Self-resistance in Streptomyces, with Special Reference to β-Lactam Antibiotics
AbstractAntibiotic resistance is one of the most serious public health problems. Among bacterial resistance, β-lactam antibiotic resistance is the most prevailing and threatening area. Antibiotic resistance is thought to originate in antibiotic-producing bacteria such as Streptomyces. In this review, β-lactamases and penicillin-binding proteins (PBPs) in Streptomyces are explored mainly by phylogenetic analyses from the viewpoint of self-resistance. Although PBPs are more important than β-lactamases in self-resistance, phylogenetically diverse β-lactamases exist in Streptomyces. While class A β-lactamases are mostly detected in their enzyme activity, over two to five times more classes B and C β-lactamase genes are identified at the whole genomic level. These genes can subsequently be transferred to pathogenic bacteria. As for PBPs, two pairs of low affinity PBPs protect Streptomyces from the attack of self-producing and other environmental β-lactam antibiotics. PBPs with PASTA domains are detectable only in class A PBPs in Actinobacteria with the exception of Streptomyces. None of the Streptomyces has PBPs with PASTA domains. However, one of class B PBPs without PASTA domain and a serine/threonine protein kinase with four PASTA domains are located in adjacent positions in most Streptomyces. These class B type PBPs are involved in the spore wall synthesizing complex and probably in self-resistance. Lastly, this paper emphasizes that the resistance mechanisms in Streptomyces are very hard to deal with, despite great efforts in finding new antibiotics. View Full-Text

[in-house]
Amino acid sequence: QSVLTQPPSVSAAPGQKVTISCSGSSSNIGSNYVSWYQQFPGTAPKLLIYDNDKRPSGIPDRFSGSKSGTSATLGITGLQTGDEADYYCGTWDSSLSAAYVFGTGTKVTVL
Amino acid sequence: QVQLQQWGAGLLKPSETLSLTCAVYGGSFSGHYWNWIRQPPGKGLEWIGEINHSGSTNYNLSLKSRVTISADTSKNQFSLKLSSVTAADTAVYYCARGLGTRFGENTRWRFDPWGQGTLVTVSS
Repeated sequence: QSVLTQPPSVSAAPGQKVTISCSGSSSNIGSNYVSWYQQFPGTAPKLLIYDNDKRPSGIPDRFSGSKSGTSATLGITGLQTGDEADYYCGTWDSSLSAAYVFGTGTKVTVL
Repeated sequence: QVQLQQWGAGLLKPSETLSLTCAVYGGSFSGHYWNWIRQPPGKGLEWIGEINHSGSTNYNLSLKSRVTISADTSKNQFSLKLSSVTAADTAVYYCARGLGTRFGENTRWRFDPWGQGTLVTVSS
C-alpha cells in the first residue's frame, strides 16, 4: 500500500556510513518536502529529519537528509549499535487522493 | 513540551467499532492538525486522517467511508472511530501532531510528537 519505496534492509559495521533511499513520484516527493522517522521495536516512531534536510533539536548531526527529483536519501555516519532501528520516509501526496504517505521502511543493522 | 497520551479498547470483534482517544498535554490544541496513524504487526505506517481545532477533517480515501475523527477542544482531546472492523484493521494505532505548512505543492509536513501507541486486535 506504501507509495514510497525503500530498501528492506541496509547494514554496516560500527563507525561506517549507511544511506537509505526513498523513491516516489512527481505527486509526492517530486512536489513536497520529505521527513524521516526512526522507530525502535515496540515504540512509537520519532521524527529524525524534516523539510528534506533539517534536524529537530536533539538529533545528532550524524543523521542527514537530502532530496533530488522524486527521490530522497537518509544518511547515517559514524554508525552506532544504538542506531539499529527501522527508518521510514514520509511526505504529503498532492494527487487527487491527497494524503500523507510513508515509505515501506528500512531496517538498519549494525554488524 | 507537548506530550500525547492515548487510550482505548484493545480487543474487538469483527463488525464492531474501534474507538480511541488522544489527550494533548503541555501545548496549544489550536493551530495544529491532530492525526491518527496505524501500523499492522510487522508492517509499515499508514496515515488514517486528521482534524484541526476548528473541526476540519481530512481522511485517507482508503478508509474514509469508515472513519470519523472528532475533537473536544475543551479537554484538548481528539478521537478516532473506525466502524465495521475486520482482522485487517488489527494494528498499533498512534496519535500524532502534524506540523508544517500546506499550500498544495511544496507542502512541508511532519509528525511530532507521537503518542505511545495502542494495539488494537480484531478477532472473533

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Ogawara, H. Self-resistance in Streptomyces, with Special Reference to β-Lactam Antibiotics. Molecules 2016, 21, 605.
Ogawara H. Self-resistance in Streptomyces, with Special Reference to β-Lactam Antibiotics. Molecules. 2016; 21(5):605.Chicago/Turabian Style
Ogawara, Hiroshi. 2016. "Self-resistance in Streptomyces, with Special Reference to β-Lactam Antibiotics." Molecules 21, no. 5: 605.
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